Tuesday, July 12, 2011

Midwest League All-Star snub takes it well

Cougars' Erickson enjoys some quality R&R over all-star break.(Sports)

Daily Herald (Arlington Heights, IL)
June 23, 1998 | Bush, Joe
Byline: Joe Bush Daily Herald Sports Writer
Tonight's Midwest League All-Star game is in Clinton, Iowa.
Kane County third baseman Matt Erickson - the MWL's third-best hitter over the season's first half - is in St. Louis, Missouri. At Six Flags, to be specific.
An amusement park is a great place to escape from a mad, mad world which doesn't put a .330 hitter on an all-star squad, but that's not what Erickson's doing.
He's getting some quality R&R with his girlfriend: a St. Louis Cardinals game using Cards catcher Tom Pagnozzi's seats Monday - he and Pagnozzi share an agent - and thrill rides today.
"It's nice to be recognized, but at the same time, it's kind of a blessing in disguise to get away from the game for awhile," the 1997 seventh-round pick said Sunday, the last day of the season's mid-point.
"We've been going for 72 days in a row, or pretty close. It'll be nice to get away from the game for awhile, then come back for the second half."
This would be called a brave front if voiced by most other minor-league players. If you trust the evaluation of Marlins minor-league director John Boles, Erickson is not like most other minor-leaguers.
"In my opinion, he's going to play in the big leagues," Boles says of Erickson.
Aw, John, you say that about all the guys.
"I wish I could," Boles says.
Erickson plays and hits with the confidence of a guy who has put in perspective a Class A all-star game and his development toward the majors.
"It's nice to be acknowledged for what you've done, but I know what I do for this team each day," Erickson said. "Really, the reward for me is having the opportunity to come out here and play professional baseball every day.
"I'm getting chances right now that not a lot of people get."
That's a no-crybaby viewpoint handed down by two generations of high-level baseball men.
"One of his biggest strengths is his attitude," says Cougars hitting coach Matt Winters. "He's perfect in that sense. You can tell he was raised in a baseball kind of family. He doesn't take setbacks to heart."
Erickson's grandfather, Swede, played second base in the New York Giants' system. His father, Bruce, played shortstop for the University of Wisconsin and has coached high-school ball for more than 20 years.
Erickson is from Appleton, Wis., home of Class A baseball for 36 years, and played his high-school home games on the same field as the Appleton Foxes.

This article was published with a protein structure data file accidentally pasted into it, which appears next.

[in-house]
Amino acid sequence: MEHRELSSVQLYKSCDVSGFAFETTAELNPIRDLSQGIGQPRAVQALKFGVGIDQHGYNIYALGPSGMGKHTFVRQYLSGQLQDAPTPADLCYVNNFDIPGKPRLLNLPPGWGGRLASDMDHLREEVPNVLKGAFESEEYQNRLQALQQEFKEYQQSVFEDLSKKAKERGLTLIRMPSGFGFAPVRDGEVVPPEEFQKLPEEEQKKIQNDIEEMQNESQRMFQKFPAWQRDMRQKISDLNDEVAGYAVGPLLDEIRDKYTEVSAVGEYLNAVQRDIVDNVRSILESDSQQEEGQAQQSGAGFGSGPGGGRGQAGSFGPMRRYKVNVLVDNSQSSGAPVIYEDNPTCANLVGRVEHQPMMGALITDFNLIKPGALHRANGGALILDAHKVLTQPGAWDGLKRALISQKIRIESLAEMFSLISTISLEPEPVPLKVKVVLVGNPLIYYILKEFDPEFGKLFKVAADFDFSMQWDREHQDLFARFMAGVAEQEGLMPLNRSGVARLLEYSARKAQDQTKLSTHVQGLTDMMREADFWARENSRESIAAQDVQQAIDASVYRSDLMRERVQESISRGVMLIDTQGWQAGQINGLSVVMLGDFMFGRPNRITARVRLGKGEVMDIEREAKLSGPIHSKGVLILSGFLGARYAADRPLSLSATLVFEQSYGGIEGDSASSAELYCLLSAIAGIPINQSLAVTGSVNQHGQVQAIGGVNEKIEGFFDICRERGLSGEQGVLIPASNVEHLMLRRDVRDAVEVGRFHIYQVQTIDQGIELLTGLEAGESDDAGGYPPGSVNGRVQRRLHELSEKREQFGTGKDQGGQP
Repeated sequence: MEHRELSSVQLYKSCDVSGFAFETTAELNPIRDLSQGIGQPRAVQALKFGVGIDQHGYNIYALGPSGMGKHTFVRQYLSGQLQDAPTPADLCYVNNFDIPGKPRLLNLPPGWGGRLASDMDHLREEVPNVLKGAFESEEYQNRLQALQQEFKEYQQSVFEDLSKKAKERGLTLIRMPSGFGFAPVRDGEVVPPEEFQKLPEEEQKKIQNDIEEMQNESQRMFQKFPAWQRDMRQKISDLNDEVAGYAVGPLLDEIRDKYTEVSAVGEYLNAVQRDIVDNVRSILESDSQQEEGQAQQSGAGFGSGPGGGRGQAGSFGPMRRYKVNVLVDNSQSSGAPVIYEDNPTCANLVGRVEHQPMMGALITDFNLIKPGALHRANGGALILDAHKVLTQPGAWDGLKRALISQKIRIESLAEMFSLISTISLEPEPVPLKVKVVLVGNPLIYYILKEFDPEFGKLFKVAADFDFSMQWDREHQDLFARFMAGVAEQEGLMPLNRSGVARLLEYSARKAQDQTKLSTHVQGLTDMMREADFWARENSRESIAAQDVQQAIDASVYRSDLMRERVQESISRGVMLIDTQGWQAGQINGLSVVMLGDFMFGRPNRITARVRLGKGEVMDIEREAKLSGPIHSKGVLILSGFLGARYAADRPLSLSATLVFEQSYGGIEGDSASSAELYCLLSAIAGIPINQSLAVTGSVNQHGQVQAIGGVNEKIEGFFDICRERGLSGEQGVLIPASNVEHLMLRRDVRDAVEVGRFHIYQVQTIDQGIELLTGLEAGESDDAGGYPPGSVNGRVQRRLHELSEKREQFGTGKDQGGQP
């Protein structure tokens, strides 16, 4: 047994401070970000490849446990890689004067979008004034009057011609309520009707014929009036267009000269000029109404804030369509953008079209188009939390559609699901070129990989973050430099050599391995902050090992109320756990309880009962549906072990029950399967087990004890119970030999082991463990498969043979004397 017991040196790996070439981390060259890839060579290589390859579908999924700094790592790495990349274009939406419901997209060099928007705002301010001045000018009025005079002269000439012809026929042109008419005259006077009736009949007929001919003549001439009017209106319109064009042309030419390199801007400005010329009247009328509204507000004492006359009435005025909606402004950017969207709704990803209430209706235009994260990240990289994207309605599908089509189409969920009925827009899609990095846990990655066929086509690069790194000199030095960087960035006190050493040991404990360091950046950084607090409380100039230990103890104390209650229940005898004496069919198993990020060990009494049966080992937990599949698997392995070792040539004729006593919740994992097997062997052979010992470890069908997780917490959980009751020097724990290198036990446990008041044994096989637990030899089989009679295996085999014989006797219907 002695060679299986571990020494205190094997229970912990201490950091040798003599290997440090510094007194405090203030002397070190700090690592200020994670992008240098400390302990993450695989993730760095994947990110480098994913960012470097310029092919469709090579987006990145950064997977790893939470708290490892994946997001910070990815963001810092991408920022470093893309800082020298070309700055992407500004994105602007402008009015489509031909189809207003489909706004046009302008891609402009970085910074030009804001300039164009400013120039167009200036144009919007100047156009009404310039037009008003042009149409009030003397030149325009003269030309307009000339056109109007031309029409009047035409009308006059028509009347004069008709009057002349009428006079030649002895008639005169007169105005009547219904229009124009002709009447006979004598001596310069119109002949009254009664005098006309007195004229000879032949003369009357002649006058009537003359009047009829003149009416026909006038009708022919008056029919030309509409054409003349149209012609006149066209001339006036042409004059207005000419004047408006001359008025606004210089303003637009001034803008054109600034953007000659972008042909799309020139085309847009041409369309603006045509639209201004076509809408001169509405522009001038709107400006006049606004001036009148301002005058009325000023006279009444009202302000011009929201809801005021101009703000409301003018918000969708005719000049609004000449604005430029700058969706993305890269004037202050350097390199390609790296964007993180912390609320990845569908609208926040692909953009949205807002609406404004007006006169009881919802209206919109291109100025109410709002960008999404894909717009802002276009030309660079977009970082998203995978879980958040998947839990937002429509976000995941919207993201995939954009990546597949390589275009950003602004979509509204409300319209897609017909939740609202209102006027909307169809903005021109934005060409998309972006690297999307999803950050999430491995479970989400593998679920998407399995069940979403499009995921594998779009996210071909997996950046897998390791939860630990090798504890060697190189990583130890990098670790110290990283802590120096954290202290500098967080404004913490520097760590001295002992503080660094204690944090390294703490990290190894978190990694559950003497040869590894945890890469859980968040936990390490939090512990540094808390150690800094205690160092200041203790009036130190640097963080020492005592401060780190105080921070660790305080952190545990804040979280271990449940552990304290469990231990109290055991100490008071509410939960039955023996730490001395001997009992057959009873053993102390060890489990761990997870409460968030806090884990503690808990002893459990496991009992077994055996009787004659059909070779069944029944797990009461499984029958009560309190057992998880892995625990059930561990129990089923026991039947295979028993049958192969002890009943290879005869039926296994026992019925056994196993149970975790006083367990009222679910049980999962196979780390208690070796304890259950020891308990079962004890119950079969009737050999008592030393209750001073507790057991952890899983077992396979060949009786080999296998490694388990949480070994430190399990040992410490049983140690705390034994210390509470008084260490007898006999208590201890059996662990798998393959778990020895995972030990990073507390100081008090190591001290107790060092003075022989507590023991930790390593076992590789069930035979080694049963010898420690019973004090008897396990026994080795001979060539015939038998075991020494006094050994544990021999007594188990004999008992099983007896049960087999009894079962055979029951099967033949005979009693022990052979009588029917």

In a neat twist of fate, Boles managed the Appleton Foxes in 1983, when the franchise was a White Sox affiliate.
Since Bruce Erickson coached at Matt's eventual high school, he and Boles were acquaintances.
"Bolesy says he can remember me as a little kid, running around, picking up bats, but I don't know if I believe him or not," Erickson said.
Boles admits he doesn't remember a grade-school Matt, but got a chance to meet him when the Marlins selected the 5-foot-11, 190-pounder out of the University of Arkansas last June.
Erickson was a three-sport prep star, having quarterbacked his school to a state championship his junior season and a runner-up trophy as a senior.
He bypassed a University of Pennsylvania football offer to play baseball at Arkansas, then earned freshman All-America honors.
The left-handed hitter made second-team all-Southeastern Conference his sophomore year, then first-team in 1997.
He led the SEC in doubles (27), and was among the nation's leaders in doubles and runs (86).
Boles and Erickson met at short-season Utica last summer.
"He said 'Don't worry about hitting home runs, we're gonna hit you third (in the order) and you're gonna play third, and when runners get on base, we want you to drive 'em in' " Erickson said.
" 'Try to hit the gaps, and hit the ball where it's pitched.' That was kinda nice to hear those kind of words."
Erickson led the New York-Penn League in on-base percentage (.455) and fielding percentage (.942), and was third in hitting (.328).
Which brings us back to 1998.
He's hitting a couple of points higher than he did last season, in 8 fewer at-bats, but with 72 games to play. He leads the league in on-base percentage and is third in runs scored.
Erickson's not in Clinton with nine other Cougars because at the time of the all-star voting he was batting in the mid .200s.
He battled back to within 15 points of the MWL lead. If you think about it, he earned his three days off.
"I try to be as consistent as possible," Erickson said. "You come out here one day and watch me play, you're not gonna be overly amazed. One of my strengths is I'm fairly consistent over a long period of time."

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